Friday, May 7, 2010

New York Moments and Laff of the Day #5

Jetting over the amber waves of grain on my way to St Paul, MN.

Today has been a constant stream of examples of why New Yorkers should be banned from working in the service industry: They possess the evolutionarily impossible combination of incompetence and a nasty attitude, which you’d expect to eradicate itself from the gene pool by virtue of having no social or biological value. And yet, here we decent people are, putting up with this crap while Nature laughs in our face and spends eons trying to get it right.

I went to check in for my flight and there was no line at all. In fact, all of Terminal 4 at JFK was eerily empty except for rent-a-cops and a few people traveling to a Carribean destination. I had my choice of two equally bored-looking check-in counter staff, and chose the woman because she was young and pretty. Or maybe because the dude was young and ugly. How’s that for successful marketing by Sun Country Airlines?

Any evidence of prudent hiring ended there because the woman rolled her eyes at me when I approached, presumably because it meant she had to do her job. No smile, no fake greeting or fake wishes for a nice flight.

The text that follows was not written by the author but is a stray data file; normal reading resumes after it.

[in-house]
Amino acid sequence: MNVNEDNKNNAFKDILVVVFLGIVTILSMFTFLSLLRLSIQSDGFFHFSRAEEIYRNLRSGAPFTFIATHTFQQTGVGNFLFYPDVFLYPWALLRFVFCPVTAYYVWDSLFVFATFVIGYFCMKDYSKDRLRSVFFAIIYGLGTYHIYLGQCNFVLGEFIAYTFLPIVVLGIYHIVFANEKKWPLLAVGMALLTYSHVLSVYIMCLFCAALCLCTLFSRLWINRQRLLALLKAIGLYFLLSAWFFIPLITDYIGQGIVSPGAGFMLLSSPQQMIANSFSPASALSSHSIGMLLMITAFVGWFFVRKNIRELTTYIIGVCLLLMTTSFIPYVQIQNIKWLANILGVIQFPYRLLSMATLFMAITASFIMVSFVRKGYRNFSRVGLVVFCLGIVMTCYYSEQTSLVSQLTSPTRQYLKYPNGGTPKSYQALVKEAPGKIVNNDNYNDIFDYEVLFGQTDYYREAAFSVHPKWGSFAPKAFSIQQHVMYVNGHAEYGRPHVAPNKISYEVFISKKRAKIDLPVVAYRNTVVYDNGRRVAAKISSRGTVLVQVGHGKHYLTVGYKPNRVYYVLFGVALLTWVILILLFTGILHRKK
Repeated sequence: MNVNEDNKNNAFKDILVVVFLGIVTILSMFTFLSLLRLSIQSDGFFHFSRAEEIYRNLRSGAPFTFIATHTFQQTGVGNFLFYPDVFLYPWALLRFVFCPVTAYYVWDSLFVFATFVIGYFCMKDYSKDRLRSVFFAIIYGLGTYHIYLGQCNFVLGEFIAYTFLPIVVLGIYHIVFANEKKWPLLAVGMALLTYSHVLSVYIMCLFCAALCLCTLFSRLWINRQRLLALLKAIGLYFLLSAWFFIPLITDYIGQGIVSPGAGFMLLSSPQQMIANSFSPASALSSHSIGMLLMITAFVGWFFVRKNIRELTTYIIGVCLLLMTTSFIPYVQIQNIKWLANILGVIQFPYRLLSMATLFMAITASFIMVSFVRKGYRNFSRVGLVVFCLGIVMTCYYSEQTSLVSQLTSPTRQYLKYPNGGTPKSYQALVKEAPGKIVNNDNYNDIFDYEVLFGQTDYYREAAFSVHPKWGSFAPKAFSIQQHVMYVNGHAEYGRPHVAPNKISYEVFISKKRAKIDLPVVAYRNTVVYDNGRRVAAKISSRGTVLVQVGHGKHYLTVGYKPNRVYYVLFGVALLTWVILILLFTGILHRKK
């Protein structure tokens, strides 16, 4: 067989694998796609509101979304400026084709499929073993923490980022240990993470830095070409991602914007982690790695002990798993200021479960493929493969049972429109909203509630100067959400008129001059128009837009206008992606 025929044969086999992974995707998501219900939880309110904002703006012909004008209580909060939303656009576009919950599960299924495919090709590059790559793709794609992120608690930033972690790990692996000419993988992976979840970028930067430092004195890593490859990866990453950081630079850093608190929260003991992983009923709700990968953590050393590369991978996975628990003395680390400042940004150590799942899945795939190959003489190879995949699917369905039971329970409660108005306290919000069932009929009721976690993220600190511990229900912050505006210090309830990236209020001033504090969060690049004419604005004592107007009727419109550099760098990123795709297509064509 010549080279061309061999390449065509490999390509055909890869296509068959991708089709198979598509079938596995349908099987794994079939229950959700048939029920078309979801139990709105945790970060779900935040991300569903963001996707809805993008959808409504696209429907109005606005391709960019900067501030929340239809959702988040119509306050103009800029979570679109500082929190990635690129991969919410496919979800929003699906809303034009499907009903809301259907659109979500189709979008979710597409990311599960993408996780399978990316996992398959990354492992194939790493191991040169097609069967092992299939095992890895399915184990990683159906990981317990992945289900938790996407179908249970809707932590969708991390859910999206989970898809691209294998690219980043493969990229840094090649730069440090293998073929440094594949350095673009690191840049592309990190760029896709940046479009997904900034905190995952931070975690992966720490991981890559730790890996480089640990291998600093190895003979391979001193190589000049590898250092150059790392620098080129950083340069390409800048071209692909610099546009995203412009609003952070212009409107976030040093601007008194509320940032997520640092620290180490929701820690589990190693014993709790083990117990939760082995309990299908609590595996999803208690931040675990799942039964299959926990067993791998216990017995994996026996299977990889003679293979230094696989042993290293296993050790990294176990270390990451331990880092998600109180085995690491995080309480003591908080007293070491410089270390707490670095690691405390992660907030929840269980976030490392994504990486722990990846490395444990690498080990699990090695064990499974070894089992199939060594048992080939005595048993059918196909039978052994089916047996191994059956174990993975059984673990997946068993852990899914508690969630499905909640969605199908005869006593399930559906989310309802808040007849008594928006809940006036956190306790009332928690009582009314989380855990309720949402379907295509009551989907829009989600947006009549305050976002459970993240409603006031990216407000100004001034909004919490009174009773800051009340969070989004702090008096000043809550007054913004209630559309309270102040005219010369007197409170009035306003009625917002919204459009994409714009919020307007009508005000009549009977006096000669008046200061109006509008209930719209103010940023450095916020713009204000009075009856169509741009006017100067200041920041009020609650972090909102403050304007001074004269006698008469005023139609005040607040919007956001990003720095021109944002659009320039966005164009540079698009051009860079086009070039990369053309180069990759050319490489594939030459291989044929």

“How many bags are you checking today?” was the only thing she said to me, in the same voice that someone would use to say, “My brain seeped out of my ears years ago, and then I used it to make muffins for my neighbors so I’m incapable of feeling anything but entitlement and disdain.”

Peet’s Coffee in Terminal 4: I ordered a regular Earl Grey from two reasonably friendly baristas. My tea came in a paper cup placed inside another cup placed inside a third cup, which seemed like overkill protection against my burning my hands. She had also put one of those paper rings around the last cup, which sent the burn-fearing buffalo over the cliff's edge.

Then I realized that she had given me two teabags, which made me happy until I started sipping the bitter, tannic, acidic hot drink that would never burn my hands.

For a company that prides itself on being green, Peet's Coffee sure knows how to hire employees who mindlessly ignore their corporate values.

I passed a second Peet’s Coffee on the way to the gate, and stopped to ask for more hot water in my tea because it was too strong.

“Can I get a little more hot water in here?” I asked the barista, pointing to my cup. She stared at me with no smile, no reply, and no firing synapses. Then she dragged her inexplicably heavy yet empty soul to the pastry case, heaved her 1 lb arm with all her spiritual might, and pulled out a pastry for another customer.

After ringing up the other customer as fast as a snail might, she stared at me with the same slack-jawed, mouth-breathing look of hatred, which I had earlier mistaken for low IQ. I still didn’t know whether the answer to my question was yes or no, even after she took my cup from me.

“I’m too lazy and entitled to muster the brain cells to answer your question,” she pantomimed with her lack of a will to live.